DALLAS — Today, the drive-thru operations at the COVID-19 vaccine mega site at Fair Park coordinated with FEMA was packed with long lines, leading to 4 to 5-hour wait times. Officials promised to improve the traffic flow as early as Thursday.
The FEMA portion of the operation aims to deliver 3,000 first doses a day, specifically targeting 17 underserved zip codes. FEMA is using Dallas County's existing registration list to schedule appointments.
But Dallas County Judge Clay Jenkins said Wednesday's traffic, a line of vehicles that snaked around almost the entirety of Fair Park perimeter roads, was partly due to the large number of people showing up for their second dose vaccines. With the site not available during last week's unprecedented winter storms, second dose vaccinations were available Wednesday to anyone who needed it on or before Feb. 16.
"We'll be working with DPD tonight on seeing on what we can do about the traffic pattern," Jenkins told WFAA. "Because we're going to continue to have a lot of people showing up until they're caught up on their second shots from last week."
Joyce Eastin, with her daughter Molly Villasana serving as her driver, set out early Wednesday morning. By the time WFAA caught up with them in the post-vaccination wait line near Gate 15, they had already spent four hours in line.
"Getting in through the gate was horrendous," Eastin said after receiving her second dose vaccine.
“There’s one line around the park. And you have to be in that line. And it’s forever," Villasana said. “It’s very confusing and frustrating.”
Unlike the Denton County vaccination site at the Texas Motor Speedway, which is blessed with acres and acres of pavement in a more rural setting and multiple lanes designed to carry heavy traffic, the Fair Park site has traffic doubled back on Cullum and Fitzhugh before the journey ends at a western entrance to the parking lot of Gate 15, where vehicles eventually exit onto Haskell Avenue.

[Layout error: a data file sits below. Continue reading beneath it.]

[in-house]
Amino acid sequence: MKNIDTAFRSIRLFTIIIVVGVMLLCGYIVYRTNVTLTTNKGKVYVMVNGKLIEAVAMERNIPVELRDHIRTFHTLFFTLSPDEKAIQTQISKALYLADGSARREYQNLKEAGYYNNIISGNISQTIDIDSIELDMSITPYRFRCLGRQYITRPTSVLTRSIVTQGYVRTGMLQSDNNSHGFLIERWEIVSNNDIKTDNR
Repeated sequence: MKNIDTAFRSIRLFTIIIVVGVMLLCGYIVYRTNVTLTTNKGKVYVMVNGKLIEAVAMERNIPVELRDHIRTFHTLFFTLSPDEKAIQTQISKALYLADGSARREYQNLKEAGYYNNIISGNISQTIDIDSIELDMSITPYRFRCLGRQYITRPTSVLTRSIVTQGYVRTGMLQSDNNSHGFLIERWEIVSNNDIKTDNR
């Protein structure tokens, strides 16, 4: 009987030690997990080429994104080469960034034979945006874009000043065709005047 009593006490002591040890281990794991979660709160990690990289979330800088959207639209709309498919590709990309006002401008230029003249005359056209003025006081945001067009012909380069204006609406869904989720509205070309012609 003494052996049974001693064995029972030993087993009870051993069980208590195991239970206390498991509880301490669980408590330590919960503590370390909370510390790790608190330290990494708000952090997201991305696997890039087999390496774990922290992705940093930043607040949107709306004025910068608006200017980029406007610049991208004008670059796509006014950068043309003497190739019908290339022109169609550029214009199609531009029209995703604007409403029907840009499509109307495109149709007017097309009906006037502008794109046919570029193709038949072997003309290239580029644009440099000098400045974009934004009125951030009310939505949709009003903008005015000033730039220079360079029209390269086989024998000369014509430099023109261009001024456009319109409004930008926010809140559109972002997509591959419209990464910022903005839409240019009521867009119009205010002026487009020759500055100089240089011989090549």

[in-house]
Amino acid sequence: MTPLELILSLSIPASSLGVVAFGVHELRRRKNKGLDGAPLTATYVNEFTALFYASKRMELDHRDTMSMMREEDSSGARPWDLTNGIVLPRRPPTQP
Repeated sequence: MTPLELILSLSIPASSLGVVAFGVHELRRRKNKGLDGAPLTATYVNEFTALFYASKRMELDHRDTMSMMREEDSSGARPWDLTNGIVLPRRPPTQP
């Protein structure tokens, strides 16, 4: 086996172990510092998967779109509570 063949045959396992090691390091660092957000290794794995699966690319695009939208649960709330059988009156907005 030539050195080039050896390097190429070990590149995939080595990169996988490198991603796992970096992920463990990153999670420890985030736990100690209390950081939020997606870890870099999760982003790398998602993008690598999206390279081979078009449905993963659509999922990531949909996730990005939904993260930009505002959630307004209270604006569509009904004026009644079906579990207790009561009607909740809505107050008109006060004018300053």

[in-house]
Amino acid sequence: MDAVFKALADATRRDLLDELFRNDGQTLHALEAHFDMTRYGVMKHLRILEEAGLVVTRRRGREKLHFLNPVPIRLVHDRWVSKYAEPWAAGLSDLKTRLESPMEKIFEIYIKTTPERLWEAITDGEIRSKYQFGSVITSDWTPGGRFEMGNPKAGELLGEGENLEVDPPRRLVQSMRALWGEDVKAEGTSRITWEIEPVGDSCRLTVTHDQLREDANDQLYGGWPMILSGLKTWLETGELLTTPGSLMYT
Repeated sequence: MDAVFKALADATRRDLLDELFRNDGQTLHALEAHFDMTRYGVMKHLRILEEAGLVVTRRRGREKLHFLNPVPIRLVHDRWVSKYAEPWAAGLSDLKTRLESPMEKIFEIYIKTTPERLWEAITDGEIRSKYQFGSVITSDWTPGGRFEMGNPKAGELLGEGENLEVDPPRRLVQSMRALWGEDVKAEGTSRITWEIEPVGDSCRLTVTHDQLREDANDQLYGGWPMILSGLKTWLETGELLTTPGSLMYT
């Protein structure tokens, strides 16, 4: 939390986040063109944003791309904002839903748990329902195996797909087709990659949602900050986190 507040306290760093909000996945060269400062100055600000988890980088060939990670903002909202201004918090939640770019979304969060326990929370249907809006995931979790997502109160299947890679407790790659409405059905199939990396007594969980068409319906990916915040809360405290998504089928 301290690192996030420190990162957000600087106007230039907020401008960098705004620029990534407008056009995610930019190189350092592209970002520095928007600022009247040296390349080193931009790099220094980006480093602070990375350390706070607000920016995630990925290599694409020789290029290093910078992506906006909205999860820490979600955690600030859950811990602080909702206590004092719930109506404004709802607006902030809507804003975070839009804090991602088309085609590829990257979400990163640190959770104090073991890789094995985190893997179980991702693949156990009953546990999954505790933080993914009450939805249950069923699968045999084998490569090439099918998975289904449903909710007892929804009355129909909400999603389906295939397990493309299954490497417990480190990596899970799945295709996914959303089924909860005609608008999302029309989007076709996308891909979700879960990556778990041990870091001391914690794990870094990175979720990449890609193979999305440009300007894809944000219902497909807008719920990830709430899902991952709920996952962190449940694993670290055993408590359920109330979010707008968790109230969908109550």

“I was hoping it would be a bit quicker," Roger Kaiser said after receiving his second dose vaccine. "They’ve got lots of stations here. I guess they just got overwhelmed.”
FEMA’s portion of the mega vaccination site is scheduled to run seven days a week. And as many as 40,000 volunteers will be needed through the end of May. You can sign up to be a non-medical volunteer at Voly.org. If a volunteer has served at least 15 hours, they could be eligible for a vaccine too if extra doses are available at the end of the day.
Operations typically run Monday – Saturday and volunteers can sign up for various 3 to 5-hour shifts throughout the day. At least 50 volunteers are needed per shift. Volunteers must wear a mask at all times and be at least 18 years of age.
So far, VolunteerNow has provided more than 2,000 volunteers to cover 6,000 volunteer shifts that serve the vaccine operation in Fair Park.
“The spots fill up very quickly. As we post them usually in a few hours they’re all filled," VolunteerNow CEO Tammy Richards said. "We are so appreciative how generous the city of Dallas and North Texas are in terms of helping their fellow citizens filling these opportunities.”
And Evna Hinson, 78, praised the work of those volunteers. She said her 4-hour wait was worth it.
“But overall. It moved. It went OK," she said afterwards.
“Second one. We’re done. Free at last," added Kaiser.
Vaccinations continue Thursday for anyone due for their second dose on Feb. 17 or earlier. Dallas County asks that people plan to arrive around the same time you received your first dose.
First shot vaccinations will continue to be administered by appointment only.